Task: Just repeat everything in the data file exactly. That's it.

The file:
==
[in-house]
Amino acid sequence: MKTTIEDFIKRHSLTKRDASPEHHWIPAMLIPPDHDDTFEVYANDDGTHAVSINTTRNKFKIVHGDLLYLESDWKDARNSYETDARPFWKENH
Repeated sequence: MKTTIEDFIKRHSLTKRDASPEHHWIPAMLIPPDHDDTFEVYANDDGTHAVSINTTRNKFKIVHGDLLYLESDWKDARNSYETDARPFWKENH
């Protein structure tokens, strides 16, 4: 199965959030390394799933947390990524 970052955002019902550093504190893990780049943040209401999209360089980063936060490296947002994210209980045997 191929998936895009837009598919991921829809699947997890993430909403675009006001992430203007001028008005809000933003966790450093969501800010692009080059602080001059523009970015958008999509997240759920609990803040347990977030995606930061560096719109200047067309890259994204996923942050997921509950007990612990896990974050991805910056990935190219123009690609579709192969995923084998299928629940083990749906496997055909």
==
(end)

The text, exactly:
[in-house]
Amino acid sequence: MKTTIEDFIKRHSLTKRDASPEHHWIPAMLIPPDHDDTFEVYANDDGTHAVSINTTRNKFKIVHGDLLYLESDWKDARNSYETDARPFWKENH
Repeated sequence: MKTTIEDFIKRHSLTKRDASPEHHWIPAMLIPPDHDDTFEVYANDDGTHAVSINTTRNKFKIVHGDLLYLESDWKDARNSYETDARPFWKENH
């Protein structure tokens, strides 16, 4: 199965959030390394799933947390990524 970052955002019902550093504190893990780049943040209401999209360089980063936060490296947002994210209980045997 191929998936895009837009598919991921829809699947997890993430909403675009006001992430203007001028008005809000933003966790450093969501800010692009080059602080001059523009970015958008999509997240759920609990803040347990977030995606930061560096719109200047067309890259994204996923942050997921509950007990612990896990974050991805910056990935190219123009690609579709192969995923084998299928629940083990749906496997055909």